Jacoby Brissett’s season spent as the Browns’ temporary starting quarterback has exceeded expectations, but after five weeks, Cleveland is 2-3.
In each of those losses, Brissett has thrown a backbreaking interception, and they’ve all come within the final three minutes of regulation.
Is that fact ugly enough to wipe out the good football Brissett has played in the other 57 minutes of regulation with each week? No. But Brissett knows he can’t afford to turn the ball over in the final minutes of a close contest, which has been every Browns game to this point.
“It’s something that’s part of the game that obviously I’m trying to work on and get better at,” Brissett said Wednesday, via the Akron Beacon Journal. “And, listen, clearly I haven’t lost trust in myself or confidence in myself.”
Brissett shouldn’t be short on confidence. The veteran backup and occasional starter is on pace to put together the best season of his career, completing 64 percent of his passes for 1,060 yards, five touchdowns and three interceptions. Brissett has appeared confident, comfortable and decisive for most of the five games he’s played, showing off an ability to complete passes in key moments and sneak for first downs in short-yardage situations.
Those three interceptions speak to Cleveland’s greater issue, though, which is committing too many mistakes in pivotal moments.
“When we self-scout throughout the year, it’s always been us that’s stopped us,” Brissett said. “[We’ve been] an inch away or a play away or an assignment away from not being stopped.”
Instead of converting those opportunities, Cleveland has fallen short on both sides of the ball. Defensive breakdowns contributed to losses to the Jets, Falcons and Chargers, and Brissett’s most recent interception eliminated the Browns’ best chance of regaining the lead in a tightly contested game last weekend.
Brissett said the interception “had nothing to do with the defense,” instead admitting he made a mistake throwing a pass into coverage with the Browns on the doorstep of a go-ahead touchdown.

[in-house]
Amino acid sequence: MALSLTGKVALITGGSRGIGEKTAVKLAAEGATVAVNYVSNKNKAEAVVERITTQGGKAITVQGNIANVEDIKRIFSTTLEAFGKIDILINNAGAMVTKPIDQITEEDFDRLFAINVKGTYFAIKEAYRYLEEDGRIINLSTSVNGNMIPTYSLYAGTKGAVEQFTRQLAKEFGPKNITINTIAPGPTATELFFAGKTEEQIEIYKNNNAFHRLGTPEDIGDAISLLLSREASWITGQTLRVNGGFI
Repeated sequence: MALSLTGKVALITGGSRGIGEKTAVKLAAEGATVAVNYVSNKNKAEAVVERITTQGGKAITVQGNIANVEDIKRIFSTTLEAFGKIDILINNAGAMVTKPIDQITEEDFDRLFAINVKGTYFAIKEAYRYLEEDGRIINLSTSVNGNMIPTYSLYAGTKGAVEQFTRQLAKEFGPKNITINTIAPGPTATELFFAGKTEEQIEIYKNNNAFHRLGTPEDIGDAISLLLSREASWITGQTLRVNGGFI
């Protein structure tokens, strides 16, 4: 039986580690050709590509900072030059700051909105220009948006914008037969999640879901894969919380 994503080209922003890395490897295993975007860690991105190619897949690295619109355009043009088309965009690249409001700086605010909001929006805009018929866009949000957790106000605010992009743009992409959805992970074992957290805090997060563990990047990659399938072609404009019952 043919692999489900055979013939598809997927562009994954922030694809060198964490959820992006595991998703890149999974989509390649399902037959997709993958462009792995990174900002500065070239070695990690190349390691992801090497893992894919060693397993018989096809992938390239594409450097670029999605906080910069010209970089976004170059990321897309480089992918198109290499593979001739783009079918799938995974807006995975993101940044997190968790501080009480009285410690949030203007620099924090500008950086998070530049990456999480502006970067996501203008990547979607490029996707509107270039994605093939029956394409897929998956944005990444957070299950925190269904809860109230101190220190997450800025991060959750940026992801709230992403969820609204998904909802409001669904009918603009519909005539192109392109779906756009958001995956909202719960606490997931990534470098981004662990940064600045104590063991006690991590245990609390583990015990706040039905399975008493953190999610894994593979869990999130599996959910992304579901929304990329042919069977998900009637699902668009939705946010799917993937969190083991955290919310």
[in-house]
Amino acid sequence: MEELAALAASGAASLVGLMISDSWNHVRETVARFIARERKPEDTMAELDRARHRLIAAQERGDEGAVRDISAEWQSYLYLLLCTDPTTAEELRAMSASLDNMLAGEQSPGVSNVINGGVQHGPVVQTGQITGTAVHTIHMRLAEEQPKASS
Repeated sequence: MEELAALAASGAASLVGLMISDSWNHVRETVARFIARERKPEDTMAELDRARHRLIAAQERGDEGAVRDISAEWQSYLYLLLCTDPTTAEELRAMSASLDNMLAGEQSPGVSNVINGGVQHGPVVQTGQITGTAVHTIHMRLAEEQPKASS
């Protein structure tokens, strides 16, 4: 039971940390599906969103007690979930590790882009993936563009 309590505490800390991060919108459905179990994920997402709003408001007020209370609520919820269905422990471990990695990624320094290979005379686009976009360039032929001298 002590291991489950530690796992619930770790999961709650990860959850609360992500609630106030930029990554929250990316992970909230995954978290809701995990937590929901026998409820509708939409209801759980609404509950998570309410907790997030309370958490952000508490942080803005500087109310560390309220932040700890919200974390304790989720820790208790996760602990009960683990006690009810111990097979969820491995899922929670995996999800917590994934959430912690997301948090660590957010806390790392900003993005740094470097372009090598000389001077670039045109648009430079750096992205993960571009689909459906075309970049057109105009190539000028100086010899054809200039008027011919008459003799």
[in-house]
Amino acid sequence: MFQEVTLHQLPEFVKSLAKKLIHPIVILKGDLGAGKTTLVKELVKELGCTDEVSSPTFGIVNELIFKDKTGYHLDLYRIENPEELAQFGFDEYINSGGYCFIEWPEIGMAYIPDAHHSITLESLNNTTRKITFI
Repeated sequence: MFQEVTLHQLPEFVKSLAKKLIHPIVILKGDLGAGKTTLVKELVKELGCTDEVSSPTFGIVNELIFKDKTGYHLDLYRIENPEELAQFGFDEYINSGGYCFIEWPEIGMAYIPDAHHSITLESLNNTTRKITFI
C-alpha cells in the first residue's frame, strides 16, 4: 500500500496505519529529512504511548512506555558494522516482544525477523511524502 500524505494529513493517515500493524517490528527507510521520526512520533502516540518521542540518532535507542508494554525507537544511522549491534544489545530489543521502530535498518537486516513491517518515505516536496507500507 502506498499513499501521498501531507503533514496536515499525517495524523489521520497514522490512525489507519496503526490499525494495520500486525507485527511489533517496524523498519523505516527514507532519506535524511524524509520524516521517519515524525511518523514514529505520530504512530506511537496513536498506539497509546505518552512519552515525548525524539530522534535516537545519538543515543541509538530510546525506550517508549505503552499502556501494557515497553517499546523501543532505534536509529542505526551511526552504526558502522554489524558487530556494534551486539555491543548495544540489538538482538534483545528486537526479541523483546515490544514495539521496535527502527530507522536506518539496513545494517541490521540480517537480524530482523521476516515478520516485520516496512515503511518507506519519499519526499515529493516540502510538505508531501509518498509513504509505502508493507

“There are going to be moments that you absolutely have to bounce back from,” Browns coach Kevin Stefanski said ahead of their Week 6 game against the Patriots, “and just the makeup that Jacoby has and the things he’s seen, the things he’s been through, I have no doubt in my mind that he will be ready to go Sunday.”
Stefanski’s optimism should be encouraging to Browns fans who were hoping for a better record after five weeks. Cleveland can make a legitimate argument it should be 5-0 right now, considering its combined margin of defeat is just six points.
But based on his history, Brissett’s performance is also scratching the ceiling of his potential. Brissett’s 83.3 career passer rating is the sixth-lowest among 41 quarterbacks with 1,000-plus pass attempts since he was drafted in 2016. He’s played about as well as is realistically possible, yet the Browns are just 2-3.
Cleveland will hope Brissett can find a way to avoid the crushing mistakes late this Sunday, when the quarterback faces the team that once selected him with the 91st overall pick in the 2016 draft. The offensive responsibility will likely fall on the shoulders of NFL rushing leader Nick Chubb, who presents a threat to New England’s 22nd-ranked rush defense.
But if things are close late as they’ve been in every game this season, the Browns will likely need Brissett to make a play. We’ll see if he can come through.
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